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“When the water came,…” – Historic floods in Pakistan

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“When the water came, we didn’t have time to take anything with us. Our whole house was flooded. Some people in our village drowned or died because their house collapsed on top of them as the waters rushed through the village. My husband and I saved only our lives. We lost everything else, our livestock, our house, our possessions.”

I meet Veeru, an elderly lady, during my project visit to Sindh province in the southeast of my home country, Pakistan. More than three months have already passed since the flood took everything from her and millions of other people. We are sitting outdoors in her small village of Adee Paro. Veeru is wearing a deep blue robe with an orange pattern. It stands out against the light brown, muddy ground, littered with boulders and branches, where Veeru and the other villagers have built makeshift shelters out of tarps and stakes. Not far away, the stagnant water glistens in the sun. Still, much of the water has not drained and is now a dangerous breeding ground for mosquitoes and disease.” An old woman from our village drowned in the floods. We didn’t know where to bury her because we couldn’t find a dry place. We had to go to a hill outside the village to give her a dignified burial.” I hear quite a few stories like this during my monitoring visit to Sindh. They break my heart and at the same time give me an important insight into the scale of this disaster, which is actually beyond any imagination.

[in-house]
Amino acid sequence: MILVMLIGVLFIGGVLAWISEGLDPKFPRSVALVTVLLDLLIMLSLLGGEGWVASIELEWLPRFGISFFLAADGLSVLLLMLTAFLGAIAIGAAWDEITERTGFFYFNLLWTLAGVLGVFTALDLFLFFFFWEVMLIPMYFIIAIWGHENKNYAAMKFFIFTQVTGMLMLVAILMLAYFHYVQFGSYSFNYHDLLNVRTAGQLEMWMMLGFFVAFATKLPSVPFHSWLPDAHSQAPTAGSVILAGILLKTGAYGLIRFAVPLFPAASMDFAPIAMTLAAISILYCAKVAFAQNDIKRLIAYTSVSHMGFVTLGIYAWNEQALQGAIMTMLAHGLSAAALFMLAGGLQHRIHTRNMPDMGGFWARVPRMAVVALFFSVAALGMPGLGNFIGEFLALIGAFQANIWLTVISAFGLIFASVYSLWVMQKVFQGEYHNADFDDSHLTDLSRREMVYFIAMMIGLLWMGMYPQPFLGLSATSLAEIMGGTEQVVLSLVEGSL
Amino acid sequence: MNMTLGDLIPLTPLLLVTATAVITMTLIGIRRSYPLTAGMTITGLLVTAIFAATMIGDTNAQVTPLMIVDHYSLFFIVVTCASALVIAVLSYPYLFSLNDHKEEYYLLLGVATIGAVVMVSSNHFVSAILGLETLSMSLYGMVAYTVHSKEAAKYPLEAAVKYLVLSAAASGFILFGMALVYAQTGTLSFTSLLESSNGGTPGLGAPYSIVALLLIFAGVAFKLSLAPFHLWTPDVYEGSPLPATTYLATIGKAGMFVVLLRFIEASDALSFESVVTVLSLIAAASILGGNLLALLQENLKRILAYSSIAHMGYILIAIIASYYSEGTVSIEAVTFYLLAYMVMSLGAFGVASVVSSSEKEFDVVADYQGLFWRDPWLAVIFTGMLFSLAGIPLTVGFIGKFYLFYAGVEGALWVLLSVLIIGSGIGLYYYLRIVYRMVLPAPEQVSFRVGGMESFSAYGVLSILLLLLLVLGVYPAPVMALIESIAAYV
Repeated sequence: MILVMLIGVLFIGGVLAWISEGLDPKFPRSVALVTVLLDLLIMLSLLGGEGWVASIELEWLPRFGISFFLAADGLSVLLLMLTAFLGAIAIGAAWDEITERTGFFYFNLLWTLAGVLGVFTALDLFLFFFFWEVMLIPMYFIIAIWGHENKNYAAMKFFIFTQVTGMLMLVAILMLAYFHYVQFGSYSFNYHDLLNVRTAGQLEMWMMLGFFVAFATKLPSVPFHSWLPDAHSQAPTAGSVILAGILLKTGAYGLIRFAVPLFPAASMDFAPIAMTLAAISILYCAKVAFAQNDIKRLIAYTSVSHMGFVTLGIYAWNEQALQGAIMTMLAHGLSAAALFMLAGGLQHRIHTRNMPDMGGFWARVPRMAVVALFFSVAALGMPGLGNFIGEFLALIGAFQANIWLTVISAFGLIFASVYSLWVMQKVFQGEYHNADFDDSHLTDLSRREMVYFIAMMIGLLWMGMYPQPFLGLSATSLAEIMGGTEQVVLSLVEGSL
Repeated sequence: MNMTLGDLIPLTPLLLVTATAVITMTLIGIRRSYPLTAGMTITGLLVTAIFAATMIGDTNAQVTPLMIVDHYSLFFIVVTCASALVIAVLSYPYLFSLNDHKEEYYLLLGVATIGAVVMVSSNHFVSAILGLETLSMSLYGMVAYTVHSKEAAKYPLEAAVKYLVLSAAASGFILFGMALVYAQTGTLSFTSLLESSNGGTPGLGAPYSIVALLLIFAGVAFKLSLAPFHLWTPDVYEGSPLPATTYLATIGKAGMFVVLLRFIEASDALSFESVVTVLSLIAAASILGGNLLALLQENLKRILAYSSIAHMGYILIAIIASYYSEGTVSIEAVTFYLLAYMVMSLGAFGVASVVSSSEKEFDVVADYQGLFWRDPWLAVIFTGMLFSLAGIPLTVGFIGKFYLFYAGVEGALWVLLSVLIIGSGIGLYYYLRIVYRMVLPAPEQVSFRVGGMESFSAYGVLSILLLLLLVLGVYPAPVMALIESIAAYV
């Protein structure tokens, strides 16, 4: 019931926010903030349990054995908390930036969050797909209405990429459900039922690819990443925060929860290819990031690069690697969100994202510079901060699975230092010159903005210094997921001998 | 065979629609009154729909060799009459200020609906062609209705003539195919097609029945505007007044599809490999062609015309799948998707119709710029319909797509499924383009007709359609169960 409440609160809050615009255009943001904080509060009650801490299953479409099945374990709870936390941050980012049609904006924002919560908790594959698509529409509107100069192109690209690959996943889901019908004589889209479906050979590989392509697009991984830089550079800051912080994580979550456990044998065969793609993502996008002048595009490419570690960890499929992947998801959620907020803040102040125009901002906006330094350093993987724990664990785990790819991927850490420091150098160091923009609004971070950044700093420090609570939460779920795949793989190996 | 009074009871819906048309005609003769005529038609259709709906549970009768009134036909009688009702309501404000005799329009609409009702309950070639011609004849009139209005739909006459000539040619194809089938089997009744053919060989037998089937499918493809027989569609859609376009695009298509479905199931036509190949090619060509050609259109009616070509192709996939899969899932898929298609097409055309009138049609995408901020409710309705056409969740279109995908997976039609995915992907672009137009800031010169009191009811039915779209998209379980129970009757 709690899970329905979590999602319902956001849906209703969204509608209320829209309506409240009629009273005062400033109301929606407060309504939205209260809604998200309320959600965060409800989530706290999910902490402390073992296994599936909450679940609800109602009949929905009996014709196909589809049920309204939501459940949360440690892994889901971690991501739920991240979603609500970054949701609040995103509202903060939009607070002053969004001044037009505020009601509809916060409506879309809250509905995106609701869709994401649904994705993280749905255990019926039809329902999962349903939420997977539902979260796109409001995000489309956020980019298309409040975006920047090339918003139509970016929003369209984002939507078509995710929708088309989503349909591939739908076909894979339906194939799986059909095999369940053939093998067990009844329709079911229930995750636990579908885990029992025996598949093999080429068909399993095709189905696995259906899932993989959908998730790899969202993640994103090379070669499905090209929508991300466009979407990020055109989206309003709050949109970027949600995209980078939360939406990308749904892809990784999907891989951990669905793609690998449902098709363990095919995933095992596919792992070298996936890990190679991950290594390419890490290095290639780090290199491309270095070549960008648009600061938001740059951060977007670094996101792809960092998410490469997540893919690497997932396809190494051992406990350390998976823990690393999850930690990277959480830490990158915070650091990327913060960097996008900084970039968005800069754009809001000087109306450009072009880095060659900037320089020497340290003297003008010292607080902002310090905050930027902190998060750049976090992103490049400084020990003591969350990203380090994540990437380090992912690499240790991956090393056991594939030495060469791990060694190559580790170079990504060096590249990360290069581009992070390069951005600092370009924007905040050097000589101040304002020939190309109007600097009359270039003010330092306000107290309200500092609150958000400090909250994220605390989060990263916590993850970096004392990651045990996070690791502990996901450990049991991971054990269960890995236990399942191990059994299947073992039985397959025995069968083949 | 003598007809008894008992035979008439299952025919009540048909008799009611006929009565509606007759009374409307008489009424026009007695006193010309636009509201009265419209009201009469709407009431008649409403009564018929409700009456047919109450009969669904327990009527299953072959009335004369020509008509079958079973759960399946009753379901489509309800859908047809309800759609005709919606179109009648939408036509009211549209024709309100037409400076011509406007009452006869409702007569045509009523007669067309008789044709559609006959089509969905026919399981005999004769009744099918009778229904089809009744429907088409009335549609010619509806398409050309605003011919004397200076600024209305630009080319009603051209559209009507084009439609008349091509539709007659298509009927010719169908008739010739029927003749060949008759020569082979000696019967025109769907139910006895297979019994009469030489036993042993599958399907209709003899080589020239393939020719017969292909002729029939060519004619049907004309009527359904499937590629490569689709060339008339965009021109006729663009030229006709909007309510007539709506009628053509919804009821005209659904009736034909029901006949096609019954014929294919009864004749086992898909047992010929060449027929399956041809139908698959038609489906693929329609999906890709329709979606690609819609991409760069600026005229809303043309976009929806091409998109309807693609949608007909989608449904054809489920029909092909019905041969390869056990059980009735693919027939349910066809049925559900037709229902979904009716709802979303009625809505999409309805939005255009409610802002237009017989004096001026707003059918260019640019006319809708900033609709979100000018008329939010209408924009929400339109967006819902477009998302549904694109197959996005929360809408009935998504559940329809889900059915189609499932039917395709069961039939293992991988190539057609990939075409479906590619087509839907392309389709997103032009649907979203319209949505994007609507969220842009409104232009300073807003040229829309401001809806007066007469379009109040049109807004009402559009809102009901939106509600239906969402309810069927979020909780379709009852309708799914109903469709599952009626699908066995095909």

More than 1,700 people lost their lives in Pakistan as a result of the floods – most of them in the worst-hit provinces of Sindh and Balochistan. In total, around 33 million people have been affected by these floods. In all the years I have been working for Malteser International as country coordinator in Pakistan, I have never experienced such a flood disaster. We Pakistanis are experiencing first-hand the danger that climate change poses to humanity. As recently as May and June, we had to contend with extreme temperatures of up to 50 degrees in parts of the country. Glaciers melted, rivers filled up. Then in July and August, heavy monsoon rains brought such enormous masses of water that rivers burst their banks. The dry soils could not absorb the water. The resulting flash floods and landslides destroyed not only villages. Roads, bridges, fields, crops, livestock were swept away. People have no stocks of food to fall back on. Along with the livestock, they lost their livelihood. Many people, like Veeru, slept for weeks on the side of the road under open skies, being bitten by mosquitoes, drinking dirty water and hoping for some form of help. Pakistan alone cannot shoulder the consequences of this disaster. It needs international solidarity and support. I am glad that with Malteser International and in cooperation with our local partner organization, the Sindh Rural Support Organization (SRSO), we are able to offer urgently needed help to at least a fraction of the affected people.


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